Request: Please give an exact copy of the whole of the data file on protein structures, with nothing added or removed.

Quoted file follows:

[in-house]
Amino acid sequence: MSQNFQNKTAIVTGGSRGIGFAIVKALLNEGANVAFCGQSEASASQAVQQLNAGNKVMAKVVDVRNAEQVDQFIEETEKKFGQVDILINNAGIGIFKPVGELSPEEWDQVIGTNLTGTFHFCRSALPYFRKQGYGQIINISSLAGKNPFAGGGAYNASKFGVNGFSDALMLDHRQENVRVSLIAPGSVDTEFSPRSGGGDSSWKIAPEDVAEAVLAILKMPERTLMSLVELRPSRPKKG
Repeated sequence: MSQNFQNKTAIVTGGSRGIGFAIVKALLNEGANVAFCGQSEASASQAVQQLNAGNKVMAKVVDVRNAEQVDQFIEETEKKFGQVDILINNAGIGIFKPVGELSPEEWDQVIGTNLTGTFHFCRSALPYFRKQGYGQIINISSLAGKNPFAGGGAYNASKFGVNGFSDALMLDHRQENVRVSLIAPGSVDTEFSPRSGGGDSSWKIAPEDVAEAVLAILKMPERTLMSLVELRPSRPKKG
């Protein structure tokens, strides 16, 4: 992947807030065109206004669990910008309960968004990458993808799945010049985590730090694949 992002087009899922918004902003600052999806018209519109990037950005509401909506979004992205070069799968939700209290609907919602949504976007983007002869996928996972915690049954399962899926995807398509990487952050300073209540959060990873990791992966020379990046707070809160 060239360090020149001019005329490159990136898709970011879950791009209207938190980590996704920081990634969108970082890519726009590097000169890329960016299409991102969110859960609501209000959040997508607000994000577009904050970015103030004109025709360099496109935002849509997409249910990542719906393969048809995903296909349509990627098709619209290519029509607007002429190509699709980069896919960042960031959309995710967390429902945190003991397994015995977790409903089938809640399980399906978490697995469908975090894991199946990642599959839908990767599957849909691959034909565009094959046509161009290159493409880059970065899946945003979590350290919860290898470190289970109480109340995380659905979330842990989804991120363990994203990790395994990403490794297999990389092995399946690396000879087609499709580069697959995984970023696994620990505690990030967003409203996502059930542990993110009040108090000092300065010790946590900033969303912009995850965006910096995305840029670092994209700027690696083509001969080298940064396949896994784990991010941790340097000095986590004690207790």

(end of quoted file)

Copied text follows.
[in-house]
Amino acid sequence: MSQNFQNKTAIVTGGSRGIGFAIVKALLNEGANVAFCGQSEASASQAVQQLNAGNKVMAKVVDVRNAEQVDQFIEETEKKFGQVDILINNAGIGIFKPVGELSPEEWDQVIGTNLTGTFHFCRSALPYFRKQGYGQIINISSLAGKNPFAGGGAYNASKFGVNGFSDALMLDHRQENVRVSLIAPGSVDTEFSPRSGGGDSSWKIAPEDVAEAVLAILKMPERTLMSLVELRPSRPKKG
Repeated sequence: MSQNFQNKTAIVTGGSRGIGFAIVKALLNEGANVAFCGQSEASASQAVQQLNAGNKVMAKVVDVRNAEQVDQFIEETEKKFGQVDILINNAGIGIFKPVGELSPEEWDQVIGTNLTGTFHFCRSALPYFRKQGYGQIINISSLAGKNPFAGGGAYNASKFGVNGFSDALMLDHRQENVRVSLIAPGSVDTEFSPRSGGGDSSWKIAPEDVAEAVLAILKMPERTLMSLVELRPSRPKKG
């Protein structure tokens, strides 16, 4: 992947807030065109206004669990910008309960968004990458993808799945010049985590730090694949 992002087009899922918004902003600052999806018209519109990037950005509401909506979004992205070069799968939700209290609907919602949504976007983007002869996928996972915690049954399962899926995807398509990487952050300073209540959060990873990791992966020379990046707070809160 060239360090020149001019005329490159990136898709970011879950791009209207938190980590996704920081990634969108970082890519726009590097000169890329960016299409991102969110859960609501209000959040997508607000994000577009904050970015103030004109025709360099496109935002849509997409249910990542719906393969048809995903296909349509990627098709619209290519029509607007002429190509699709980069896919960042960031959309995710967390429902945190003991397994015995977790409903089938809640399980399906978490697995469908975090894991199946990642599959839908990767599957849909691959034909565009094959046509161009290159493409880059970065899946945003979590350290919860290898470190289970109480109340995380659905979330842990989804991120363990994203990790395994990403490794297999990389092995399946690396000879087609499709580069697959995984970023696994620990505690990030967003409203996502059930542990993110009040108090000092300065010790946590900033969303912009995850965006910096995305840029670092994209700027690696083509001969080298940064396949896994784990991010941790340097000095986590004690207790």